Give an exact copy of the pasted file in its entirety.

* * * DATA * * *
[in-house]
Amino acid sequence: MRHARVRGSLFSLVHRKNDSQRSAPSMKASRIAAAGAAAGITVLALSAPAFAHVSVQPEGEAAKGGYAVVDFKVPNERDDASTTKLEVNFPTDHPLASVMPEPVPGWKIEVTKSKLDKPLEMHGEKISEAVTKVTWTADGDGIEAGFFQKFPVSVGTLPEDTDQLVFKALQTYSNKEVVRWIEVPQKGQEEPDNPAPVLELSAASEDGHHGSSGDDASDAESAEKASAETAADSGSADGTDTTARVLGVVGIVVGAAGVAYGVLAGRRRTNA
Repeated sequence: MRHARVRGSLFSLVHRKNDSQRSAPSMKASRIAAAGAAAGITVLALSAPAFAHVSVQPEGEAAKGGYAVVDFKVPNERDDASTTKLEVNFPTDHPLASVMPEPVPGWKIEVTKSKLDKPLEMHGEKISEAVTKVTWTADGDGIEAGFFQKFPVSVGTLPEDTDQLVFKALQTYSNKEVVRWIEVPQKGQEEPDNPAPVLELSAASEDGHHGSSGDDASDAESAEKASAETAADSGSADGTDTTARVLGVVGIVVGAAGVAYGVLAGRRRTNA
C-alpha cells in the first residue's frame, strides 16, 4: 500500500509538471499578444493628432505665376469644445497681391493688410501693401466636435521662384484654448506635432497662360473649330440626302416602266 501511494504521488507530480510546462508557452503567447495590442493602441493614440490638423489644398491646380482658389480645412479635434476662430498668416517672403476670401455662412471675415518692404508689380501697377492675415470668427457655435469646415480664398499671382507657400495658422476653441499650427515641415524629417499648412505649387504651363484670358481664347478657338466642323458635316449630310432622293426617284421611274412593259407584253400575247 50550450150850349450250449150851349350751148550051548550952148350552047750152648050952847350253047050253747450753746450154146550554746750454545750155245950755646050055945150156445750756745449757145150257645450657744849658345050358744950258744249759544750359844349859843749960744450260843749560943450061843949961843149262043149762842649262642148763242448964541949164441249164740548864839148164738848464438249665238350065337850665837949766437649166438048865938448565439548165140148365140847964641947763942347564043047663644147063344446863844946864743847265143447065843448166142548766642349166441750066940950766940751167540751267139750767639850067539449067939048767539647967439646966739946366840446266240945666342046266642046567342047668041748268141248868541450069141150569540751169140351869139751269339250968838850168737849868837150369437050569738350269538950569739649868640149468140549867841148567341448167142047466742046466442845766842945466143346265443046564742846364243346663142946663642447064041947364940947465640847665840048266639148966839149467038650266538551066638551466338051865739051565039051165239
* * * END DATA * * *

[in-house]
Amino acid sequence: MRHARVRGSLFSLVHRKNDSQRSAPSMKASRIAAAGAAAGITVLALSAPAFAHVSVQPEGEAAKGGYAVVDFKVPNERDDASTTKLEVNFPTDHPLASVMPEPVPGWKIEVTKSKLDKPLEMHGEKISEAVTKVTWTADGDGIEAGFFQKFPVSVGTLPEDTDQLVFKALQTYSNKEVVRWIEVPQKGQEEPDNPAPVLELSAASEDGHHGSSGDDASDAESAEKASAETAADSGSADGTDTTARVLGVVGIVVGAAGVAYGVLAGRRRTNA
Repeated sequence: MRHARVRGSLFSLVHRKNDSQRSAPSMKASRIAAAGAAAGITVLALSAPAFAHVSVQPEGEAAKGGYAVVDFKVPNERDDASTTKLEVNFPTDHPLASVMPEPVPGWKIEVTKSKLDKPLEMHGEKISEAVTKVTWTADGDGIEAGFFQKFPVSVGTLPEDTDQLVFKALQTYSNKEVVRWIEVPQKGQEEPDNPAPVLELSAASEDGHHGSSGDDASDAESAEKASAETAADSGSADGTDTTARVLGVVGIVVGAAGVAYGVLAGRRRTNA
C-alpha cells in the first residue's frame, strides 16, 4: 500500500509538471499578444493628432505665376469644445497681391493688410501693401466636435521662384484654448506635432497662360473649330440626302416602266 501511494504521488507530480510546462508557452503567447495590442493602441493614440490638423489644398491646380482658389480645412479635434476662430498668416517672403476670401455662412471675415518692404508689380501697377492675415470668427457655435469646415480664398499671382507657400495658422476653441499650427515641415524629417499648412505649387504651363484670358481664347478657338466642323458635316449630310432622293426617284421611274412593259407584253400575247 50550450150850349450250449150851349350751148550051548550952148350552047750152648050952847350253047050253747450753746450154146550554746750454545750155245950755646050055945150156445750756745449757145150257645450657744849658345050358744950258744249759544750359844349859843749960744450260843749560943450061843949961843149262043149762842649262642148763242448964541949164441249164740548864839148164738848464438249665238350065337850665837949766437649166438048865938448565439548165140148365140847964641947763942347564043047663644147063344446863844946864743847265143447065843448166142548766642349166441750066940950766940751167540751267139750767639850067539449067939048767539647967439646966739946366840446266240945666342046266642046567342047668041748268141248868541450069141150569540751169140351869139751269339250968838850168737849868837150369437050569738350269538950569739649868640149468140549867841148567341448167142047466742046466442845766842945466143346265443046564742846364243346663142946663642447064041947364940947465640847665840048266639148966839149467038650266538551066638551466338051865739051565039051165239